Bodybuilding: Volume Manipulation - Overtraining for Over-Growth

"How often should I go to the gym"? This is one question that always comes up in consultation with individuals seeking improvements in size OR strength. Unfortunately the answer is far from simple, and even the recommendations from various strength coaches can be completely opposite depending on the philosophy of the training advisor.

One may suggest that training frequency be reduced in order to allow increased recovery and sufficient muscular adaptation following a training stimulus. Increased rest may also be planned to prevent OR avoid a training plateau (when performance no longer improves despite administration of a training stimulus). The opposing view is to increase the training frequency in order to apply a greater stimulus to the muscle and demand a greater level of adaptation. Therefore, basing a workout design solely on training volume is not optimal.

Certainly, it is important to design the program with sufficient rest and recovery intervals so that the optimal training adaptations will be obtained from the effort given in the weight room. In fact, at the end of a training session, an individual is gets weaker throughout the workout. It is the recovery period between training sessions where tissue adaptation occurs and enables the individual to return stronger and bigger for the next training session.

The training volume of each individual workout can also be manipulated to allow for greater recovery OR an increased training stimulus. A reduction in the amount of sets OR repetitions will decrease the volume in a given training session. In contrast, performing additional sets is the best manner to increase the overall training volume of a workout.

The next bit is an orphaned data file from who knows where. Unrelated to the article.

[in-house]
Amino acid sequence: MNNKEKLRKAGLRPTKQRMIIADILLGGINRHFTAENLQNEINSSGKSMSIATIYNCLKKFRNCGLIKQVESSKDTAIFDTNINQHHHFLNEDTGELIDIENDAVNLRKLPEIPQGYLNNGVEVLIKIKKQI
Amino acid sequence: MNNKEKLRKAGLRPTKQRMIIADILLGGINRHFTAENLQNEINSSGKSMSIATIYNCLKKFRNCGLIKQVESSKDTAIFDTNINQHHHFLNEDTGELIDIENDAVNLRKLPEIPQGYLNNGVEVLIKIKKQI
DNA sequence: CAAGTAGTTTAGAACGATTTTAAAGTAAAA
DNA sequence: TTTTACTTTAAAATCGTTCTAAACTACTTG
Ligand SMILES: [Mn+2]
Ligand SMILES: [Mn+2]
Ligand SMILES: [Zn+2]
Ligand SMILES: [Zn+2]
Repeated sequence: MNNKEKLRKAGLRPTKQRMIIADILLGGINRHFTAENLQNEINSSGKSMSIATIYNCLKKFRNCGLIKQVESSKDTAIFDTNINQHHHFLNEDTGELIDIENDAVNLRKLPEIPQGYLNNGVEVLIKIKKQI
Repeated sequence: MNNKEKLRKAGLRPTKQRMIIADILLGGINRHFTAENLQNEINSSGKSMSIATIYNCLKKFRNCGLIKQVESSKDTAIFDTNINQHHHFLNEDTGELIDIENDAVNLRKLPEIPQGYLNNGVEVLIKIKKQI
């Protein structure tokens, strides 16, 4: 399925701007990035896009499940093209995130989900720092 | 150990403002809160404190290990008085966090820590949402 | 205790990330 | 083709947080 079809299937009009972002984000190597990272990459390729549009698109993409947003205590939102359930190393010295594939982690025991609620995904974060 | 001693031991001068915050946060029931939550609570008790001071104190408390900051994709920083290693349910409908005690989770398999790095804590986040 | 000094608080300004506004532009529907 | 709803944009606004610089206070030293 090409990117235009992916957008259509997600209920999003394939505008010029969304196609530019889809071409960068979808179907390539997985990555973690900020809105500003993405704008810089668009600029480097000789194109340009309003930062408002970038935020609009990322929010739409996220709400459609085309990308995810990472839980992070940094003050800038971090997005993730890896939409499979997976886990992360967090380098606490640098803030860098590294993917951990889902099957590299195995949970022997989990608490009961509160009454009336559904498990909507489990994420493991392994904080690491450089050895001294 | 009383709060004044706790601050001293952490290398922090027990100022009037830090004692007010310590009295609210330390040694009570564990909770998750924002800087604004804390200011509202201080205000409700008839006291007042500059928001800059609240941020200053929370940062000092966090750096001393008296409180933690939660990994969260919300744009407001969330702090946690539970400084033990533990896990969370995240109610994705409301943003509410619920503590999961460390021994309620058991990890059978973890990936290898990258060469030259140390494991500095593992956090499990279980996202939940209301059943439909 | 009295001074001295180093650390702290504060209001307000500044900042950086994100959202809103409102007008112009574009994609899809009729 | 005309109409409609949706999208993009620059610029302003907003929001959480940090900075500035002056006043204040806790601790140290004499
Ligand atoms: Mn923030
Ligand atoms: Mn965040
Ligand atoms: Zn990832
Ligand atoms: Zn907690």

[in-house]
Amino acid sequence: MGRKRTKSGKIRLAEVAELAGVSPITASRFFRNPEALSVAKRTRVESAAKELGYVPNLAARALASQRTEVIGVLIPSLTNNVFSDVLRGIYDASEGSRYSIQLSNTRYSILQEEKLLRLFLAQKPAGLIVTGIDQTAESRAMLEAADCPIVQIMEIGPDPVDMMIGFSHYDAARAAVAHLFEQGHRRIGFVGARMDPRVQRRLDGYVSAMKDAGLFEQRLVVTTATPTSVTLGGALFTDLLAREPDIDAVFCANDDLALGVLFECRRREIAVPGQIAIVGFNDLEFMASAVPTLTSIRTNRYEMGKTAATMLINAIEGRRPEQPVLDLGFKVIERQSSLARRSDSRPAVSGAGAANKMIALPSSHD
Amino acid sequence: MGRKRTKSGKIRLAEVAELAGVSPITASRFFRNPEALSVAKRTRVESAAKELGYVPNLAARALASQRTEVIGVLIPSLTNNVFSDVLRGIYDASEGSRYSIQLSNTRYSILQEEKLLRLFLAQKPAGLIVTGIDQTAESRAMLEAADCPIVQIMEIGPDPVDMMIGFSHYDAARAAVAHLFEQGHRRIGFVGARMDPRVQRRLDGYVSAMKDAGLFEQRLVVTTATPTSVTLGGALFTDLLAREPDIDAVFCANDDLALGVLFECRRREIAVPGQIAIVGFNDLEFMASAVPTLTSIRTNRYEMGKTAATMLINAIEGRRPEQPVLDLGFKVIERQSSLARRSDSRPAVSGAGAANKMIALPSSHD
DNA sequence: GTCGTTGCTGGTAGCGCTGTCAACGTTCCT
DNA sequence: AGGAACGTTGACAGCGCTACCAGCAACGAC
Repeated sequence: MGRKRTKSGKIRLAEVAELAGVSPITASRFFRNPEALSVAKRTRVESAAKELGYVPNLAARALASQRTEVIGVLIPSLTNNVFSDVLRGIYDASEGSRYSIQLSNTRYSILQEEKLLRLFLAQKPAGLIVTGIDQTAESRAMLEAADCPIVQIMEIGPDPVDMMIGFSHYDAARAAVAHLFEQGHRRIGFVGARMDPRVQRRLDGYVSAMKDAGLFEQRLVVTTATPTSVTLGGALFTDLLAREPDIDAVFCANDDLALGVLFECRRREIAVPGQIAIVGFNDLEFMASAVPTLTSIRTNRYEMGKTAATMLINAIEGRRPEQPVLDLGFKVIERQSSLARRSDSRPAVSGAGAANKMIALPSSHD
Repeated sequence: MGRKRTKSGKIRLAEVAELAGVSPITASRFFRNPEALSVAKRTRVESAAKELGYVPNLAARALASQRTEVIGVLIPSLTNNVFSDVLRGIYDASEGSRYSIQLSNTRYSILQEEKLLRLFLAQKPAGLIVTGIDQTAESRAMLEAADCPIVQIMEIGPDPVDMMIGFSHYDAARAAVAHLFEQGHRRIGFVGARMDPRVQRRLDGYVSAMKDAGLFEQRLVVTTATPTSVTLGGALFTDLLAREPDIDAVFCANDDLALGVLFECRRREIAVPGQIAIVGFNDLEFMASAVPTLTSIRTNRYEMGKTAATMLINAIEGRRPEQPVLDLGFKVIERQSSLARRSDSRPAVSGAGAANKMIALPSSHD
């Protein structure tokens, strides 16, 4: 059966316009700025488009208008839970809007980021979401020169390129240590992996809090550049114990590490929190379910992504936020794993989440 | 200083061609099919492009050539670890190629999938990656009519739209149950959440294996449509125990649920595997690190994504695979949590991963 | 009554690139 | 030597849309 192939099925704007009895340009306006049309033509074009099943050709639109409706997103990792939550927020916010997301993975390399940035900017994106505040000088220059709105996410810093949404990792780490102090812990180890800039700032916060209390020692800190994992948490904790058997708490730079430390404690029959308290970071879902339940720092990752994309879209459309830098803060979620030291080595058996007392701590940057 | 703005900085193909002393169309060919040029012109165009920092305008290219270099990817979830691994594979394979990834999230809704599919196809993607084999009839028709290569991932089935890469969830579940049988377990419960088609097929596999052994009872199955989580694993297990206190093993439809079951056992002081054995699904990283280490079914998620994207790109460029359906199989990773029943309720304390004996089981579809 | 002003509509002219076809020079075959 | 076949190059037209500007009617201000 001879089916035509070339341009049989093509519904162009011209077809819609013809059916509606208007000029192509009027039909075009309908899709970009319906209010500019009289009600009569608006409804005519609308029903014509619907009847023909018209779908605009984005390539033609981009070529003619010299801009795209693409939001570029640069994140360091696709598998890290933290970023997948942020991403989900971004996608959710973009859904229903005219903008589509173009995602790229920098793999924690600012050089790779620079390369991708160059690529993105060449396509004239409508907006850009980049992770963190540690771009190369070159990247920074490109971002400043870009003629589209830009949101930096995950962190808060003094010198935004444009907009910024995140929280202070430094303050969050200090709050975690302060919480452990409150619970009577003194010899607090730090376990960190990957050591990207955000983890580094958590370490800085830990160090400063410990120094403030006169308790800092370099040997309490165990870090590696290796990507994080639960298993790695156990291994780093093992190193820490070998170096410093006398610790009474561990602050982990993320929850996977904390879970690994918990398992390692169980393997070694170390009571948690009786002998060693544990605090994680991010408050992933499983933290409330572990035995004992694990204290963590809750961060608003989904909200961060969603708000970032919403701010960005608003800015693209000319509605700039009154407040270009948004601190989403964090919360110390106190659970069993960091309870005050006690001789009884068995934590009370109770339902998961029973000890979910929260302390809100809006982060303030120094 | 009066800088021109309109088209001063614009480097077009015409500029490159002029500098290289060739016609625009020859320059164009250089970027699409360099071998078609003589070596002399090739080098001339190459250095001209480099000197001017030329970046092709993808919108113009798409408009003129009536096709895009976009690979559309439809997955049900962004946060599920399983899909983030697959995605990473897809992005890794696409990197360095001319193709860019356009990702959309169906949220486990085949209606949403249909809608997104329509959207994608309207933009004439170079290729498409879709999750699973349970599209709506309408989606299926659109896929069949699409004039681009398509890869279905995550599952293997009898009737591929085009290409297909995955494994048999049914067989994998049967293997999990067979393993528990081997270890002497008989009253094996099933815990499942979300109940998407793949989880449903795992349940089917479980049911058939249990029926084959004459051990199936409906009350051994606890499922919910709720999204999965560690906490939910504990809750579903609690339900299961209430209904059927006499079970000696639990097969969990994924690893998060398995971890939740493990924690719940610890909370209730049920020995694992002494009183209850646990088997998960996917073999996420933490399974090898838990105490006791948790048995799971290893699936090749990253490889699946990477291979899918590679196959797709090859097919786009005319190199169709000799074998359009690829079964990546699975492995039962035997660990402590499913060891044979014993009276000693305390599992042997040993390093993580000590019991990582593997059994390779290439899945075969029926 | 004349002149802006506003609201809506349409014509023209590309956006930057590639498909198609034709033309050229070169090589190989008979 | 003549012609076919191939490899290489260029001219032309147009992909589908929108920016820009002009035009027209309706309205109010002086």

Training intensity is the final variable that can be manipulated in the training prescription. It may in fact be the most important factor in determining the neuromuscular response. As a detailed description of the adaptations to different training loads is an article in itself, let us generally consider high-intensity (>90% 1 RM) loads as most effective in training the nervous system and moderate-intensity (70-90% 1 RM) loads most effective in stimulating hypertrophy of the muscle fibres. An individual that has been lifting consistently at a single intensity most certainly would benefit by varying the load for a short-duration training phase (i.e. 3-6 weeks).

Lifters stuck at a plateau may need to consider alternative & novel program designs to elicit further gains in performance. A "novel" training routine could be followed for a short period (2-4 weeks) and would stress the neuromuscular system in a manner that it is not accustomed.

This may promote adaptations in the neuromuscular system that could enhance immediate performance OR future training sessions. Each of the above variables can be manipulated within a single training program to help achieve maximal results in the gym.

I theorize that a period of overstress followed by a period of reduced training volume and frequency will result in even greater adaptations than normally occur with regular training frequencies and recovery intervals. The program is based on "tapering" strategies used by elite athletes prior to important competitions.